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Marine Ecosystems

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The conservation and management of coastal and marine ecosystems and the living marine resources within them is a key component of NOAA’s mission. Commercial fish landings in the United States are valued at 4 billion dollars and over 1 million jobs are associated with commercial and marine recreational fishing. Coral reefs alone provide annual net tourism and recreational benefits of 483 million dollars to the U.S. economy . Globally, the estimated value of fisheries and coastal tourism exceeds 240 billion . Climate-driven variations in ocean conditions have profound effects on marine ecosystems. Projected ocean conditions under climate change, including increased ocean temperatures, stratification, and acidity, may have similarly large impacts. Quantitative, reliable prediction of climate-driven impacts on marine resources is essential for effective, ecosystem-based marine resource management.

GFDL Research

GFDL scientists are applying GFDL’s climate and earth system models to meet this challenge with predictions on time-scales from months to multiple decades on local to global spatial scales. Research is also focused on the development of increasing robust, comprehensive, high-resolution models to address limitations of the present generation of climate and earth system models. Reliably predicting climate impacts on marine ecosystems requires both skillful climate predictions and an understanding of the ways – or mechanisms – through which climate influences marine resources. These may be direct effects of changes in ocean conditions (for example, increasing temperature or acidity), shifts in seasonal timing that influence life cycles, or combinations of several effects that propagate through marine food webs. Unraveling these interactions is a complex, cross-disciplinary problem requiring models and data. Strong partnerships with NOAA’s National Marine Fisheries Service and diverse academic partners – including NOAA’s Cooperative Institute for Climate Sciences with Princeton University – are leveraged to provide the breadth and depth of expertise required to address these problems.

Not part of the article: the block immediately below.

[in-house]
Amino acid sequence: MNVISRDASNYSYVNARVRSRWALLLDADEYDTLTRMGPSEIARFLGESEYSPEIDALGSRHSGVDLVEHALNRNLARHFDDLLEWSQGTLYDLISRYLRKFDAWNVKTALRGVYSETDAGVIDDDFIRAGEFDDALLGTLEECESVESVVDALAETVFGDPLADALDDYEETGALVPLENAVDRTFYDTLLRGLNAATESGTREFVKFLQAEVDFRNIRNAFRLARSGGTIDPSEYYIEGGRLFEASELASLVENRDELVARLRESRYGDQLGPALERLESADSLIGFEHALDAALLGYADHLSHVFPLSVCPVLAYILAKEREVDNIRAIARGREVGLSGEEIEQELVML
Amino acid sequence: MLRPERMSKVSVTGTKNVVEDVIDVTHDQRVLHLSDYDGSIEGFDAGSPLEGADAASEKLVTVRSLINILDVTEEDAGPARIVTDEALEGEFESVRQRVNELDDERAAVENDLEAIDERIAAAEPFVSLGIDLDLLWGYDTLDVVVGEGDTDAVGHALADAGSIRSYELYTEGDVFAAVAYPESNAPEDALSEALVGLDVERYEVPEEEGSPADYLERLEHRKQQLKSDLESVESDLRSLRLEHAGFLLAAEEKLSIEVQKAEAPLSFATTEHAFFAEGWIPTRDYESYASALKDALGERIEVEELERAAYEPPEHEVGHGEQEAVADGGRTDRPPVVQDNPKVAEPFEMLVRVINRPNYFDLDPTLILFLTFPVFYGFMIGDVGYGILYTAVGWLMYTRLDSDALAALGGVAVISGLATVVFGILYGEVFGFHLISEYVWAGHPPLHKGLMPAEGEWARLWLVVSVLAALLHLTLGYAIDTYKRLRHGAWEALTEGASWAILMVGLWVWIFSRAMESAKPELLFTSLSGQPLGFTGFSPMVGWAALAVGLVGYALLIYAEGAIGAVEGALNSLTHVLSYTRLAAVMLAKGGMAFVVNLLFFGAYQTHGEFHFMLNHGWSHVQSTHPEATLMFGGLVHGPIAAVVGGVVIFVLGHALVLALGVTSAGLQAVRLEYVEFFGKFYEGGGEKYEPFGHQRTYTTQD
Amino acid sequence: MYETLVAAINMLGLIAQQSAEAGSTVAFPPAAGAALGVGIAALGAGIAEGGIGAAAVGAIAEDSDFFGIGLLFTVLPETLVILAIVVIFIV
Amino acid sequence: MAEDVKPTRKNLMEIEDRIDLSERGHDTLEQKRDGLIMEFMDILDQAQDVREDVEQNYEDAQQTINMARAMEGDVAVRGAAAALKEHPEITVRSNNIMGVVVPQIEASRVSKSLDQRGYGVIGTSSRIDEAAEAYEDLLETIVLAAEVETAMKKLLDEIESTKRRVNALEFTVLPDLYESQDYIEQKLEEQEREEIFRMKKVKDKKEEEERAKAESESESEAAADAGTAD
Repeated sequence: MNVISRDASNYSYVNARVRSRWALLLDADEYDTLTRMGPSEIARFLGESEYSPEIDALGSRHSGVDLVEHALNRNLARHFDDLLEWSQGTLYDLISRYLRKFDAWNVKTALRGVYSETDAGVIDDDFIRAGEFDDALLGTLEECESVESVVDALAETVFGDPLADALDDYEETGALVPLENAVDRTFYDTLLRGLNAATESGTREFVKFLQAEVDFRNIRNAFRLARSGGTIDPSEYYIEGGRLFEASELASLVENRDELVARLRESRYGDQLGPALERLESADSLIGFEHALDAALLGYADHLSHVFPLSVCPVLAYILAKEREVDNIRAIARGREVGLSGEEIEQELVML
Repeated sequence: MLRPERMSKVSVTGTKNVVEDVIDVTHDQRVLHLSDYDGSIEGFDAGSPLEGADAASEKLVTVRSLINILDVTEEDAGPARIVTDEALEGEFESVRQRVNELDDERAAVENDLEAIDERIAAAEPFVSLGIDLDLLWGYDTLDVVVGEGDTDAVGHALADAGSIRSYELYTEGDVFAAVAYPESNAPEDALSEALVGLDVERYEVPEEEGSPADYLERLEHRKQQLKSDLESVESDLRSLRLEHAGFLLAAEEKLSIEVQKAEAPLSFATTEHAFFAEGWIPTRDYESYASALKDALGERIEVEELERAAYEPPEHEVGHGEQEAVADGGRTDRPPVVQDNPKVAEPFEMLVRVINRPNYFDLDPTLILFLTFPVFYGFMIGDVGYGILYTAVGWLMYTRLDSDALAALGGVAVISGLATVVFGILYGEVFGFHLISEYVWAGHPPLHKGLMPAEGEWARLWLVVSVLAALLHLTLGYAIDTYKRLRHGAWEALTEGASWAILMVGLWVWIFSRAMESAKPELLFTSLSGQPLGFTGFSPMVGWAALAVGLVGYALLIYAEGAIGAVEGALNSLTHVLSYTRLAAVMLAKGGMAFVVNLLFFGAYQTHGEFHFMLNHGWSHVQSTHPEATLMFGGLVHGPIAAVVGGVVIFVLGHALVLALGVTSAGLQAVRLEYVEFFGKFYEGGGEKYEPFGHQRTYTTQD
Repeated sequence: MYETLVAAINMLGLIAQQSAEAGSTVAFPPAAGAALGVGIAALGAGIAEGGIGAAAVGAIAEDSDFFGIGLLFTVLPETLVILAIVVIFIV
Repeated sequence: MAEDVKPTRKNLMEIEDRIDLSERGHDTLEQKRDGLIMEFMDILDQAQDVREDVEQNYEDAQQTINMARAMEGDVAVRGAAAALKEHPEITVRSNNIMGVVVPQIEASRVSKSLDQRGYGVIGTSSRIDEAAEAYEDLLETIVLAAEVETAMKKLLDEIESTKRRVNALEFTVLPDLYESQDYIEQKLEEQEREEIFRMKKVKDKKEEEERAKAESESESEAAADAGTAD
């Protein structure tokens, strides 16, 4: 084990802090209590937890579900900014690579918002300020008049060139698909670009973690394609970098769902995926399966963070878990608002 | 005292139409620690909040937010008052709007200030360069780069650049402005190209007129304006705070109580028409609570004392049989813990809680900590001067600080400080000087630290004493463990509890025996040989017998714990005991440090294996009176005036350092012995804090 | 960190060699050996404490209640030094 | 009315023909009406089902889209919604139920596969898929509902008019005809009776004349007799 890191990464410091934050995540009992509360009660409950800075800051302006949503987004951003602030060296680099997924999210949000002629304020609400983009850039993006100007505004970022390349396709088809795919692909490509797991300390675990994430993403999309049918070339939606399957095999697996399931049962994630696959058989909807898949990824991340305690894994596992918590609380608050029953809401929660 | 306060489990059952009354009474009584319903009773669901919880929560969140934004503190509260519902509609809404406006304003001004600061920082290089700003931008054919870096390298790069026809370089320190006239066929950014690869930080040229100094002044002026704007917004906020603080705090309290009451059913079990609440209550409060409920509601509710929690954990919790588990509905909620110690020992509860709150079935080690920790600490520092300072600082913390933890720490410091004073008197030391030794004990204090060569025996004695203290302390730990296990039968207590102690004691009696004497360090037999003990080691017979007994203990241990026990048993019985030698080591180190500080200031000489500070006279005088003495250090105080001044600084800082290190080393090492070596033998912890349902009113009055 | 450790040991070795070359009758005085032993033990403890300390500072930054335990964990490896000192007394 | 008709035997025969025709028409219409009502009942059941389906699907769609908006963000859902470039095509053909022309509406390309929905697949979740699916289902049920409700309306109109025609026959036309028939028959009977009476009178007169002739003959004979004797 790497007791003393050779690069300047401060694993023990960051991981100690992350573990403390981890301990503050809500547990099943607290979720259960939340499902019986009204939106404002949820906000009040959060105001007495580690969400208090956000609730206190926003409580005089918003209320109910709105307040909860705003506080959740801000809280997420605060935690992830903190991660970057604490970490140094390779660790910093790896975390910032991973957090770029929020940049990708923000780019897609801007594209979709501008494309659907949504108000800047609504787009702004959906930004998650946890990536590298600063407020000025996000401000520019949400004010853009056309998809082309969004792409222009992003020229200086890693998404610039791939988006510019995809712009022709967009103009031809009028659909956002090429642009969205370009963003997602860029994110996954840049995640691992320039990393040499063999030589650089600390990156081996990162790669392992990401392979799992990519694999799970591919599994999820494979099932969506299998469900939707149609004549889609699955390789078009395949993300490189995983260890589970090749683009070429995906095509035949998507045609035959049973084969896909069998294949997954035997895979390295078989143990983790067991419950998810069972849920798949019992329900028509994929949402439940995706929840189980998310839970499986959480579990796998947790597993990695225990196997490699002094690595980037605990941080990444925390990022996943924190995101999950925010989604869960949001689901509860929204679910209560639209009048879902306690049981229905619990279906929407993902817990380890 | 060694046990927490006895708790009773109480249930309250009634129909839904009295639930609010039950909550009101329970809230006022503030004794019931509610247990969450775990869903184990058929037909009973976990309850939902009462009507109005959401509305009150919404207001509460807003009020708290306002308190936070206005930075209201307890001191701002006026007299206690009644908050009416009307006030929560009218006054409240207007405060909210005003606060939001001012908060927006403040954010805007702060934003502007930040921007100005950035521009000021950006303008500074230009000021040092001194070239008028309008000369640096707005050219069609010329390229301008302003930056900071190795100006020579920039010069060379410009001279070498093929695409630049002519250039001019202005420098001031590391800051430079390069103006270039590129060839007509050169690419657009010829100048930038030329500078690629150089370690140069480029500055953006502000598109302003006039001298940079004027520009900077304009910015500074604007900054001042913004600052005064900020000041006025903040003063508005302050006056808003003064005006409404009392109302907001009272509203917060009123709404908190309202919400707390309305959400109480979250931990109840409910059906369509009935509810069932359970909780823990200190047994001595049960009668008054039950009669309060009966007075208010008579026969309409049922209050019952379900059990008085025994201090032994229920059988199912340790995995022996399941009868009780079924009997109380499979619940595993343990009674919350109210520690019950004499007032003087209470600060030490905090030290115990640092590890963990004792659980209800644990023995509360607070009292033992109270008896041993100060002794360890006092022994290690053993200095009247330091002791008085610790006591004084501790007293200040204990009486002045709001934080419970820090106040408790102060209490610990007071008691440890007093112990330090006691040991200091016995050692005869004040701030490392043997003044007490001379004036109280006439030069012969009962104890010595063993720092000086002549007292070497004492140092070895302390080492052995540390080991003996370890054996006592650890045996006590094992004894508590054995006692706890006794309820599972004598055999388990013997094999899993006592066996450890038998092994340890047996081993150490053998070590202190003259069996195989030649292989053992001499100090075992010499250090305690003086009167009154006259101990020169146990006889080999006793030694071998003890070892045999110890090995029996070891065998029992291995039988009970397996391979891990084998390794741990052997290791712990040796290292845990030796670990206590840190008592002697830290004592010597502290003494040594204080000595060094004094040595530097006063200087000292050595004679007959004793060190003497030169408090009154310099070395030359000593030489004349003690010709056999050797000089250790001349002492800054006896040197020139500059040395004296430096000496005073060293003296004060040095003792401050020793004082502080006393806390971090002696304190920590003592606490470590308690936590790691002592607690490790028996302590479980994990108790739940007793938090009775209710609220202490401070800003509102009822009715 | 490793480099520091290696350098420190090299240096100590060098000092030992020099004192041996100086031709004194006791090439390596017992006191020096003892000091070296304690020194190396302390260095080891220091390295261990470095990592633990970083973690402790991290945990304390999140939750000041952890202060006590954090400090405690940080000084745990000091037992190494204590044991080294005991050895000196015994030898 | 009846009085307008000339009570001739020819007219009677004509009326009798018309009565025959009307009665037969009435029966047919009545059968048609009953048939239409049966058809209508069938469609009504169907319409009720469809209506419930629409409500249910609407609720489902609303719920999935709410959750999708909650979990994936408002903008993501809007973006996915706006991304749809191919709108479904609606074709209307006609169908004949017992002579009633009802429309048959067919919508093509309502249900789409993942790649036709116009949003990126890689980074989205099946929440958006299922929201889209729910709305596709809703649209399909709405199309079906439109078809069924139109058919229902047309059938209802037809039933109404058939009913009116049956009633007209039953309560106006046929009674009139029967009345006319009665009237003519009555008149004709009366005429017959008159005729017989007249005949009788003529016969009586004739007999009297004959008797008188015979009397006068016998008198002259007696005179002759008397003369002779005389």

Research Highlights